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The full interview with Trump is available on the Fox Nation website.

Trump went on to whine about the statues that have been taken down by protesters and municipalities across the U.S. during this summer’s uprising, first sparked by the killing of 46-year-old George Floyd by a police officer in Minneapolis on Memorial Day.

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“The states... a lot of states are weak. A lot of people are weak. And they’re allowing it to happen,” Trump said of the statues that have been taken down across the country.

Ironically, Trump told Fox News that even if you don’t like the people being depicted in a statue, you can’t take that statue down because it’s vital for understanding history. He also complained that people who are tearing down statues actually have no idea who they’re tearing down and why they’re doing it. How does Trump know this? Because he can apparently read their confusion through the TV box.

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“A lot of these people that want it down, don’t even know what they’re taking down. I watch them on television, and I see what’s happening. And they’re ripping down things, they have no idea what they’re ripping down,” Trump said.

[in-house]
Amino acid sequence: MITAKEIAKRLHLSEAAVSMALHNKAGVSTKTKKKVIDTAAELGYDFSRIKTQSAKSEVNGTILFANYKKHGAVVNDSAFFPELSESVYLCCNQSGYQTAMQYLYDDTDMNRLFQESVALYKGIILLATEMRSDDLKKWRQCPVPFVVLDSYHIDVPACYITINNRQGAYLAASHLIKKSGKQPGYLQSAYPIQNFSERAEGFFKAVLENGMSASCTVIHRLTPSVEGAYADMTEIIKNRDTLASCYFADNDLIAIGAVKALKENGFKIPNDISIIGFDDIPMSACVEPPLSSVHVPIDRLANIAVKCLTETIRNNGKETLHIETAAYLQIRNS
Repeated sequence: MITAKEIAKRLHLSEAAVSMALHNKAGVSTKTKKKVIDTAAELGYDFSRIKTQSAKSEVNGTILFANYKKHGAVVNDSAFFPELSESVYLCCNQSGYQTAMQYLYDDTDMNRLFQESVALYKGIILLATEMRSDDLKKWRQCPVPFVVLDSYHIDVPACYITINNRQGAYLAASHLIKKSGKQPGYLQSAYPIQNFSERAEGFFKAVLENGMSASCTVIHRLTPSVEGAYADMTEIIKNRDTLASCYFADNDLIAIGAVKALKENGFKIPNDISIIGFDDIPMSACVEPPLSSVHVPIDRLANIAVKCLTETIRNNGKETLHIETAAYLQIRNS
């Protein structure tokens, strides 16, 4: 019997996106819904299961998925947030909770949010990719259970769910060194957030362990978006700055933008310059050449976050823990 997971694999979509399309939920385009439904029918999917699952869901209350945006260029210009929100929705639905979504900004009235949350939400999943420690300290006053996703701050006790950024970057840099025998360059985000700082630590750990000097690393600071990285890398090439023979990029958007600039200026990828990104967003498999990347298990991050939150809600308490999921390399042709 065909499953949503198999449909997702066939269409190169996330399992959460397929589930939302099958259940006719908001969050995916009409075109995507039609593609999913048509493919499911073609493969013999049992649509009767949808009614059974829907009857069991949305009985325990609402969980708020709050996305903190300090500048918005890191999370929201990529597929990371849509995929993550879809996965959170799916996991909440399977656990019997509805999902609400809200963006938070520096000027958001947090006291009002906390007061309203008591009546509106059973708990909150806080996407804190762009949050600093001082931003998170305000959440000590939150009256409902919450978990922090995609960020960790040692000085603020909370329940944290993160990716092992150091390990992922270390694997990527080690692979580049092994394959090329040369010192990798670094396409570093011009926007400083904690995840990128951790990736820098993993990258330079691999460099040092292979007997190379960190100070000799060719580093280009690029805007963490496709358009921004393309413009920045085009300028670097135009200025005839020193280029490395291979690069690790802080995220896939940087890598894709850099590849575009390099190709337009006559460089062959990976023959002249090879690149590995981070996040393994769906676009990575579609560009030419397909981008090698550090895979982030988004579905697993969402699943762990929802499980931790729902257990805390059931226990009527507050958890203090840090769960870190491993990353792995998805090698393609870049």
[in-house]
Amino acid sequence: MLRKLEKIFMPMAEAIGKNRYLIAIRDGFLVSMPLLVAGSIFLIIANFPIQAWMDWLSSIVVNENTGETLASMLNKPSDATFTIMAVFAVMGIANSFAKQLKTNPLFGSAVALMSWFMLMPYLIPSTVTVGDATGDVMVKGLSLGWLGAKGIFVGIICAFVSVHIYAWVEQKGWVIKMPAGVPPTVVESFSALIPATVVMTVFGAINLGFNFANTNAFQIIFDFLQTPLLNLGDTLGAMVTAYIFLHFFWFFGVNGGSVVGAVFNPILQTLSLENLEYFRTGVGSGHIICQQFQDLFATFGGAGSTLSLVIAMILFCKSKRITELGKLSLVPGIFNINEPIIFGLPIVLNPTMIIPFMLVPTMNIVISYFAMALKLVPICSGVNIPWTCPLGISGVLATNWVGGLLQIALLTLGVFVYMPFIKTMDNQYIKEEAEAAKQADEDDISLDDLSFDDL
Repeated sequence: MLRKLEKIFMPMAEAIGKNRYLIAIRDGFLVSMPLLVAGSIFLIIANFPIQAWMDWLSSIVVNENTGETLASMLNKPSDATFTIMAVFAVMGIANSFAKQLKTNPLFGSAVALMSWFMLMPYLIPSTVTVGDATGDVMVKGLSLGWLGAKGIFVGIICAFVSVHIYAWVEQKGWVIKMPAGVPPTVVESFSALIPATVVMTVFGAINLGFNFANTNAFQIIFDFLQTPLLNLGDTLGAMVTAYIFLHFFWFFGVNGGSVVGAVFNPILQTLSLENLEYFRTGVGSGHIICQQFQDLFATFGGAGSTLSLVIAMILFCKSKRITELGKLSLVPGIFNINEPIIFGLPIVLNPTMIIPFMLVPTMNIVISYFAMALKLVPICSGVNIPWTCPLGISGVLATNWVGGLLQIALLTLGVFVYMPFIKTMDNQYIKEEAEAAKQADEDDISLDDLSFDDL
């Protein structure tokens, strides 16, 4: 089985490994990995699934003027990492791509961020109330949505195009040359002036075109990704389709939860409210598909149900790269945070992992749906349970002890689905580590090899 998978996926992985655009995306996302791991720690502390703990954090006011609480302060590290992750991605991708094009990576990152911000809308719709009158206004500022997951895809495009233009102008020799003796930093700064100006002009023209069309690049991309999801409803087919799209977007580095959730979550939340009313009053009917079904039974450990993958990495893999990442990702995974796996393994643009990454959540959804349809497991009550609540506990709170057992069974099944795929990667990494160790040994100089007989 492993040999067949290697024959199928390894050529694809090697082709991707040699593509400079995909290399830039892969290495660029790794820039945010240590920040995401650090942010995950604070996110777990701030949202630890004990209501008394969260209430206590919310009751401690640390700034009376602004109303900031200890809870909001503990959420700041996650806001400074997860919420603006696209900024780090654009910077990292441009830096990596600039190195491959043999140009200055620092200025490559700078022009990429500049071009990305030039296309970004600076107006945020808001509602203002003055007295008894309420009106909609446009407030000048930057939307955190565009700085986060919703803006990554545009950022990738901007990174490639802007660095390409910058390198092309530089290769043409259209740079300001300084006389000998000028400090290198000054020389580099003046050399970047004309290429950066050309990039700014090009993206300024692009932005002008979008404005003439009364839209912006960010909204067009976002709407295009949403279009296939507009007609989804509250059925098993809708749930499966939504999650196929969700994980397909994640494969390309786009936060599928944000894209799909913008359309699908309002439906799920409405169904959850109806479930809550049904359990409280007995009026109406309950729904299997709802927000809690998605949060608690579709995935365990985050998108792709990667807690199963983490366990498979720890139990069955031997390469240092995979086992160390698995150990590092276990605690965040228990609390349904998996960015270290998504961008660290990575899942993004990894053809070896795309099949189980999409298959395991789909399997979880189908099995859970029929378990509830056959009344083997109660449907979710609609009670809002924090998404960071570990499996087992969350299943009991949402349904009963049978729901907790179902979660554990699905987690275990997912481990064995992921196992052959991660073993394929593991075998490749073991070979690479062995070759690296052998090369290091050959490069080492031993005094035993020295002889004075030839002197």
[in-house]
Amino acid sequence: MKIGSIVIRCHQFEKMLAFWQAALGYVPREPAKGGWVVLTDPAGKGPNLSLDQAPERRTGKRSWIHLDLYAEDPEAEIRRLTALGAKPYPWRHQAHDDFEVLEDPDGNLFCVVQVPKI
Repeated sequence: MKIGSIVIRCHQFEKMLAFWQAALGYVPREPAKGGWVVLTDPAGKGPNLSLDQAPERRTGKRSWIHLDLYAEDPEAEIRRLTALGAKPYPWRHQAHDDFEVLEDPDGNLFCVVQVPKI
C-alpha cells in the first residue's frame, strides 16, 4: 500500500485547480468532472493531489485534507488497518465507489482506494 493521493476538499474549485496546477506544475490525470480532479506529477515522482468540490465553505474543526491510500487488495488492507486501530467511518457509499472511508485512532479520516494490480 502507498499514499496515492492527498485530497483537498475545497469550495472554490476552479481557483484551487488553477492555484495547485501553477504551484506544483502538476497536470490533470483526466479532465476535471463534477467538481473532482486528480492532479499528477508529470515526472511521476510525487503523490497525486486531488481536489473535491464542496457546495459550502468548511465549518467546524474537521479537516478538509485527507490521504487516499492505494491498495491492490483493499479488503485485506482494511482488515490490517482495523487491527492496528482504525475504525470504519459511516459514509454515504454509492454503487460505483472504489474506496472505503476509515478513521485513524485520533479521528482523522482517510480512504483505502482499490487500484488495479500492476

But if Trump doesn’t even know what the statue that sits a few feet from his own desk represents, what good are statues for teaching history in public places?

Trump went on to say that it all started with Confederate statues and then moved on to Ulysses S. Grant and others. Trump even claimed that some protesters want to “take down Lincoln.”

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Kilmeade tried to give Trump an opportunity to address the concerns of people who dislike living in a country with statues of slaveholders. Needless to say, Trump didn’t inspire confidence in anyone who’s against slavery.

“Since you have done a lot for the African-American community, what is your message to them who say, ‘my ancestors were enslaved because of their...’” Kilmeade asked.

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“My message is that we have a great country. We have the greatest country on Earth,” Trump said. “We have a heritage, we have a history. We should learn from the history. And if you don’t understand your history, you’ll go back to it again. You will go right back to it. You have to learn. Think of it—take away that whole era, and you’ll go back to it sometime—people won’t know about it.”

Trump appears to be saying that if you don’t leave up statues of slaveholders then slavery will somehow become legal again in the United States. Or something. Who knows at this point?

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President Trump, an unrepentant white supremacist who used to sleep with a book of Hitler speeches next to his bed in the 1980s, is going to continue with his attacks on protesters in defense of statues, especially if those statues represent history that can be better learned in books.

Matt Novak is the editor of Gizmodo's Paleofuture blog